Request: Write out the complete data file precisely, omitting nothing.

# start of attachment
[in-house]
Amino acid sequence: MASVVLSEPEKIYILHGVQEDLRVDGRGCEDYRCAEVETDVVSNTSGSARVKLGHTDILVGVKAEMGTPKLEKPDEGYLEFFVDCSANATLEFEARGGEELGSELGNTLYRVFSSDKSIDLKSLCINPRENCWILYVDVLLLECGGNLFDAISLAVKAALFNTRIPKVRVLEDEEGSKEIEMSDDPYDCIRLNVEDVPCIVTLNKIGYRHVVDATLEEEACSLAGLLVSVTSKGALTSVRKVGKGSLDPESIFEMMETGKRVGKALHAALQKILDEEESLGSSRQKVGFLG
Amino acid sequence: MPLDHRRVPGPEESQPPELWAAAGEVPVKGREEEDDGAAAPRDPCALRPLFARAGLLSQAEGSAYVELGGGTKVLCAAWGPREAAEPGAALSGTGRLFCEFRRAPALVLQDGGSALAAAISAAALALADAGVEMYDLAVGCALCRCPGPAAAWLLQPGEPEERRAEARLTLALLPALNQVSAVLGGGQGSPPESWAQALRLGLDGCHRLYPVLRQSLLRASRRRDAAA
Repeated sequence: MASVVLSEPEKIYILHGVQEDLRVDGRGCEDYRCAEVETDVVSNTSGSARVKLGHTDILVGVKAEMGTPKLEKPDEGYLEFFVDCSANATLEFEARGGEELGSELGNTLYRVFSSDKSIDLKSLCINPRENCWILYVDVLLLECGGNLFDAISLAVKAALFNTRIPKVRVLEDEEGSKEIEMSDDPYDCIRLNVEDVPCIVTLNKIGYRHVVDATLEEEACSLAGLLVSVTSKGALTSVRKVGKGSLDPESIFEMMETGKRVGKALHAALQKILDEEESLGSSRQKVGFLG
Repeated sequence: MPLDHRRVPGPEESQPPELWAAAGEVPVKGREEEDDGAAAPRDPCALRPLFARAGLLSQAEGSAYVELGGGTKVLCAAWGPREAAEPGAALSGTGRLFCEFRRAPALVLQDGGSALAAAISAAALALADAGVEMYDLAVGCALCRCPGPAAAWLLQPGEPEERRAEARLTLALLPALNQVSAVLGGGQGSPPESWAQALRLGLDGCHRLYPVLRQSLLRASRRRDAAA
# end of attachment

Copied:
[in-house]
Amino acid sequence: MASVVLSEPEKIYILHGVQEDLRVDGRGCEDYRCAEVETDVVSNTSGSARVKLGHTDILVGVKAEMGTPKLEKPDEGYLEFFVDCSANATLEFEARGGEELGSELGNTLYRVFSSDKSIDLKSLCINPRENCWILYVDVLLLECGGNLFDAISLAVKAALFNTRIPKVRVLEDEEGSKEIEMSDDPYDCIRLNVEDVPCIVTLNKIGYRHVVDATLEEEACSLAGLLVSVTSKGALTSVRKVGKGSLDPESIFEMMETGKRVGKALHAALQKILDEEESLGSSRQKVGFLG
Amino acid sequence: MPLDHRRVPGPEESQPPELWAAAGEVPVKGREEEDDGAAAPRDPCALRPLFARAGLLSQAEGSAYVELGGGTKVLCAAWGPREAAEPGAALSGTGRLFCEFRRAPALVLQDGGSALAAAISAAALALADAGVEMYDLAVGCALCRCPGPAAAWLLQPGEPEERRAEARLTLALLPALNQVSAVLGGGQGSPPESWAQALRLGLDGCHRLYPVLRQSLLRASRRRDAAA
Repeated sequence: MASVVLSEPEKIYILHGVQEDLRVDGRGCEDYRCAEVETDVVSNTSGSARVKLGHTDILVGVKAEMGTPKLEKPDEGYLEFFVDCSANATLEFEARGGEELGSELGNTLYRVFSSDKSIDLKSLCINPRENCWILYVDVLLLECGGNLFDAISLAVKAALFNTRIPKVRVLEDEEGSKEIEMSDDPYDCIRLNVEDVPCIVTLNKIGYRHVVDATLEEEACSLAGLLVSVTSKGALTSVRKVGKGSLDPESIFEMMETGKRVGKALHAALQKILDEEESLGSSRQKVGFLG
Repeated sequence: MPLDHRRVPGPEESQPPELWAAAGEVPVKGREEEDDGAAAPRDPCALRPLFARAGLLSQAEGSAYVELGGGTKVLCAAWGPREAAEPGAALSGTGRLFCEFRRAPALVLQDGGSALAAAISAAALALADAGVEMYDLAVGCALCRCPGPAAAWLLQPGEPEERRAEARLTLALLPALNQVSAVLGGGQGSPPESWAQALRLGLDGCHRLYPVLRQSLLRASRRRDAAA